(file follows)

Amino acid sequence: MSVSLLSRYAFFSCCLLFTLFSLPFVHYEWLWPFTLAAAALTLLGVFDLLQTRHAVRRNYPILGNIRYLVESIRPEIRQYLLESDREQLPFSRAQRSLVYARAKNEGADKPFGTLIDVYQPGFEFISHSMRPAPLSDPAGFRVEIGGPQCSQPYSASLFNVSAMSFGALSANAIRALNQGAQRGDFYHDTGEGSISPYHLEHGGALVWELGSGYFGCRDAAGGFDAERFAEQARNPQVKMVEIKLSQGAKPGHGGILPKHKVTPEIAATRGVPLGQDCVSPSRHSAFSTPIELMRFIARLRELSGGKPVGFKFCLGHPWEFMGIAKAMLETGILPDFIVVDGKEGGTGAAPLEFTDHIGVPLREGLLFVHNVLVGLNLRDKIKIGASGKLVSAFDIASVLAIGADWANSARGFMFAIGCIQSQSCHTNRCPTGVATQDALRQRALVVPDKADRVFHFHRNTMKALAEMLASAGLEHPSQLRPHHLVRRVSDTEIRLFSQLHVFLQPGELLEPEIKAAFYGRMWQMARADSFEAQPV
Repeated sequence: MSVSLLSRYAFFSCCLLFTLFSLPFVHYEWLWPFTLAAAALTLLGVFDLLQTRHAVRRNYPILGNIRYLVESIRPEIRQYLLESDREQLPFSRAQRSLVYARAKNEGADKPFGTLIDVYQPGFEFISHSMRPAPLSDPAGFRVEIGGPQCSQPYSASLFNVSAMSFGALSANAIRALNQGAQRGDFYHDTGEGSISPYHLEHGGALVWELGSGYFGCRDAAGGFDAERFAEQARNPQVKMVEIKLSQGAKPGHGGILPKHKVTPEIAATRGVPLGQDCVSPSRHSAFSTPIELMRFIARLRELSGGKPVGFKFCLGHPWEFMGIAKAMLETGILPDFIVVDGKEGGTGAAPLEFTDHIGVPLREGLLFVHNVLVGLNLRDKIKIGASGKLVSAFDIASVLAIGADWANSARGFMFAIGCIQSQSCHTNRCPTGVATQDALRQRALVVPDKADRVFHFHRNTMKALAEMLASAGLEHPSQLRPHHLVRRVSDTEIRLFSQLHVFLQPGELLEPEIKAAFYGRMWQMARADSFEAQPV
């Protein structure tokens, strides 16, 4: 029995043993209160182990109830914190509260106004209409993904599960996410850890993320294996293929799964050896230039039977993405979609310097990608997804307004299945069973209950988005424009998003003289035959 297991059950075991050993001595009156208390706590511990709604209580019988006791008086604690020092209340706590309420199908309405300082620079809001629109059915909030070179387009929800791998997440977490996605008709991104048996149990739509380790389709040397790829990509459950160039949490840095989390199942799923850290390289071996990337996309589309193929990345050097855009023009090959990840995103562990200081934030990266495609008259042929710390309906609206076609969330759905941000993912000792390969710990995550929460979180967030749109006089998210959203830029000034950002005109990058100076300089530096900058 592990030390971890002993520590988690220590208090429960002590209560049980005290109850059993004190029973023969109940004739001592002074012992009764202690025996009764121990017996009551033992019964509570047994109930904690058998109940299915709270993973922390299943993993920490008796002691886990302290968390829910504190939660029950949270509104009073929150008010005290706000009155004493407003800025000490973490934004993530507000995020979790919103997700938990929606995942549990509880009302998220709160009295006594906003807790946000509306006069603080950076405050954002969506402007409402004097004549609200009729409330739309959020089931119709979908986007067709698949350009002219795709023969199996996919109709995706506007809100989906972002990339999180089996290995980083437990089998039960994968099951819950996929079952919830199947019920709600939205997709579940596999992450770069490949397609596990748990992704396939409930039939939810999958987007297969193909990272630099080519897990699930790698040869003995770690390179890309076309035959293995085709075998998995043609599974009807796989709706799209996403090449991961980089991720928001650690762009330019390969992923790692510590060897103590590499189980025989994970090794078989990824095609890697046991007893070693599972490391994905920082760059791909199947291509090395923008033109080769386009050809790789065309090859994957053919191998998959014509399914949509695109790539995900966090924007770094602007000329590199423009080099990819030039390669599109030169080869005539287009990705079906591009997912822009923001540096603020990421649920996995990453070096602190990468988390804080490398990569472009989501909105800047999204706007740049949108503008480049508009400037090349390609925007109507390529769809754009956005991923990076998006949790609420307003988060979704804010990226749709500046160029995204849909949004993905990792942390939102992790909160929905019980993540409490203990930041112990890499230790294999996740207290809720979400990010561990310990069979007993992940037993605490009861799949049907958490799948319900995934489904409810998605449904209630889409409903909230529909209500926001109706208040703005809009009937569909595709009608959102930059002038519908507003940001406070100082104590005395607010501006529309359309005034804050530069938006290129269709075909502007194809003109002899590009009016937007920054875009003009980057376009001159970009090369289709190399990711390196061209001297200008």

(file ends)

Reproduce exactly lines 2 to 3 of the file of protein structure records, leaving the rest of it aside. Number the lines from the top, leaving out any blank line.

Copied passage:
Repeated sequence: MSVSLLSRYAFFSCCLLFTLFSLPFVHYEWLWPFTLAAAALTLLGVFDLLQTRHAVRRNYPILGNIRYLVESIRPEIRQYLLESDREQLPFSRAQRSLVYARAKNEGADKPFGTLIDVYQPGFEFISHSMRPAPLSDPAGFRVEIGGPQCSQPYSASLFNVSAMSFGALSANAIRALNQGAQRGDFYHDTGEGSISPYHLEHGGALVWELGSGYFGCRDAAGGFDAERFAEQARNPQVKMVEIKLSQGAKPGHGGILPKHKVTPEIAATRGVPLGQDCVSPSRHSAFSTPIELMRFIARLRELSGGKPVGFKFCLGHPWEFMGIAKAMLETGILPDFIVVDGKEGGTGAAPLEFTDHIGVPLREGLLFVHNVLVGLNLRDKIKIGASGKLVSAFDIASVLAIGADWANSARGFMFAIGCIQSQSCHTNRCPTGVATQDALRQRALVVPDKADRVFHFHRNTMKALAEMLASAGLEHPSQLRPHHLVRRVSDTEIRLFSQLHVFLQPGELLEPEIKAAFYGRMWQMARADSFEAQPV
């Protein structure tokens, strides 16, 4: 029995043993209160182990109830914190509260106004209409993904599960996410850890993320294996293929799964050896230039039977993405979609310097990608997804307004299945069973209950988005424009998003003289035959 297991059950075991050993001595009156208390706590511990709604209580019988006791008086604690020092209340706590309420199908309405300082620079809001629109059915909030070179387009929800791998997440977490996605008709991104048996149990739509380790389709040397790829990509459950160039949490840095989390199942799923850290390289071996990337996309589309193929990345050097855009023009090959990840995103562990200081934030990266495609008259042929710390309906609206076609969330759905941000993912000792390969710990995550929460979180967030749109006089998210959203830029000034950002005109990058100076300089530096900058 592990030390971890002993520590988690220590208090429960002590209560049980005290109850059993004190029973023969109940004739001592002074012992009764202690025996009764121990017996009551033992019964509570047994109930904690058998109940299915709270993973922390299943993993920490008796002691886990302290968390829910504190939660029950949270509104009073929150008010005290706000009155004493407003800025000490973490934004993530507000995020979790919103997700938990929606995942549990509880009302998220709160009295006594906003807790946000509306006069603080950076405050954002969506402007409402004097004549609200009729409330739309959020089931119709979908986007067709698949350009002219795709023969199996996919109709995706506007809100989906972002990339999180089996290995980083437990089998039960994968099951819950996929079952919830199947019920709600939205997709579940596999992450770069490949397609596990748990992704396939409930039939939810999958987007297969193909990272630099080519897990699930790698040869003995770690390179890309076309035959293995085709075998998995043609599974009807796989709706799209996403090449991961980089991720928001650690762009330019390969992923790692510590060897103590590499189980025989994970090794078989990824095609890697046991007893070693599972490391994905920082760059791909199947291509090395923008033109080769386009050809790789065309090859994957053919191998998959014509399914949509695109790539995900966090924007770094602007000329590199423009080099990819030039390669599109030169080869005539287009990705079906591009997912822009923001540096603020990421649920996995990453070096602190990468988390804080490398990569472009989501909105800047999204706007740049949108503008480049508009400037090349390609925007109507390529769809754009956005991923990076998006949790609420307003988060979704804010990226749709500046160029995204849909949004993905990792942390939102992790909160929905019980993540409490203990930041112990890499230790294999996740207290809720979400990010561990310990069979007993992940037993605490009861799949049907958490799948319900995934489904409810998605449904209630889409409903909230529909209500926001109706208040703005809009009937569909595709009608959102930059002038519908507003940001406070100082104590005395607010501006529309359309005034804050530069938006290129269709075909502007194809003109002899590009009016937007920054875009003009980057376009001159970009090369289709190399990711390196061209001297200008």